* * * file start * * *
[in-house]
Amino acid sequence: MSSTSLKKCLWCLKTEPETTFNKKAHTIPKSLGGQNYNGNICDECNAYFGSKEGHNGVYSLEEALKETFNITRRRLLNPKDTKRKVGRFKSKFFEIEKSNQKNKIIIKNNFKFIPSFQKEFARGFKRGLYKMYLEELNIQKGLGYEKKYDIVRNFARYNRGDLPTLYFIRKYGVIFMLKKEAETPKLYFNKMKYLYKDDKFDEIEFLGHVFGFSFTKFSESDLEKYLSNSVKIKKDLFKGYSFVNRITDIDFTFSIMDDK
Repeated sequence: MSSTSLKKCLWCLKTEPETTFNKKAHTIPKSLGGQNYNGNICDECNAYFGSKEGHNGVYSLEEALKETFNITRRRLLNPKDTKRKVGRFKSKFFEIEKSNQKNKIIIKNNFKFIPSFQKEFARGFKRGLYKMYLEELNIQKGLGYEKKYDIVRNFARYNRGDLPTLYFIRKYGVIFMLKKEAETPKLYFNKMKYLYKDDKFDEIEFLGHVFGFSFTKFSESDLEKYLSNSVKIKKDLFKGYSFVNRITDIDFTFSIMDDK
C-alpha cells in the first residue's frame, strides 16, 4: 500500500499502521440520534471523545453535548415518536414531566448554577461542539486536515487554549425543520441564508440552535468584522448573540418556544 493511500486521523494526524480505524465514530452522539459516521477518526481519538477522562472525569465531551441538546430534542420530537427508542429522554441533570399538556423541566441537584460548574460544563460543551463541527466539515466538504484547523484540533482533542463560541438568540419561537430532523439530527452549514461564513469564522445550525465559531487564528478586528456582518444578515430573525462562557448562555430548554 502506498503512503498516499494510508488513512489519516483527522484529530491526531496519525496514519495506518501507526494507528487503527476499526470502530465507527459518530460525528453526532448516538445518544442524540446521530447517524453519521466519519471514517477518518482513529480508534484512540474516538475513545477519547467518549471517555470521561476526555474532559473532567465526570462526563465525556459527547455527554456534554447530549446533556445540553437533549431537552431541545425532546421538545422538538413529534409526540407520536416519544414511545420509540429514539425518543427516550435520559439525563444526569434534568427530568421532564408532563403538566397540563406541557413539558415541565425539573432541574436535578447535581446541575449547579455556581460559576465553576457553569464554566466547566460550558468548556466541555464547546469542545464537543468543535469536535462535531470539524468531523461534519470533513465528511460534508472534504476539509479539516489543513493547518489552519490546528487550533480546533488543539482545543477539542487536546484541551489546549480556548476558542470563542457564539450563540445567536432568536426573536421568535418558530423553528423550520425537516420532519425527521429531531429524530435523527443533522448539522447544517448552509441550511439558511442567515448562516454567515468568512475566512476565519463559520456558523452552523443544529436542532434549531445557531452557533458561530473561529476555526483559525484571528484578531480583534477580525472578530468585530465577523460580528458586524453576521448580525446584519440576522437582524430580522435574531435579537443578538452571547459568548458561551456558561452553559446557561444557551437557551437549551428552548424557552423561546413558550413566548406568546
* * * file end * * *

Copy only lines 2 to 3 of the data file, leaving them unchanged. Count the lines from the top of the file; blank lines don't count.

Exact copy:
Amino acid sequence: MSSTSLKKCLWCLKTEPETTFNKKAHTIPKSLGGQNYNGNICDECNAYFGSKEGHNGVYSLEEALKETFNITRRRLLNPKDTKRKVGRFKSKFFEIEKSNQKNKIIIKNNFKFIPSFQKEFARGFKRGLYKMYLEELNIQKGLGYEKKYDIVRNFARYNRGDLPTLYFIRKYGVIFMLKKEAETPKLYFNKMKYLYKDDKFDEIEFLGHVFGFSFTKFSESDLEKYLSNSVKIKKDLFKGYSFVNRITDIDFTFSIMDDK
Repeated sequence: MSSTSLKKCLWCLKTEPETTFNKKAHTIPKSLGGQNYNGNICDECNAYFGSKEGHNGVYSLEEALKETFNITRRRLLNPKDTKRKVGRFKSKFFEIEKSNQKNKIIIKNNFKFIPSFQKEFARGFKRGLYKMYLEELNIQKGLGYEKKYDIVRNFARYNRGDLPTLYFIRKYGVIFMLKKEAETPKLYFNKMKYLYKDDKFDEIEFLGHVFGFSFTKFSESDLEKYLSNSVKIKKDLFKGYSFVNRITDIDFTFSIMDDK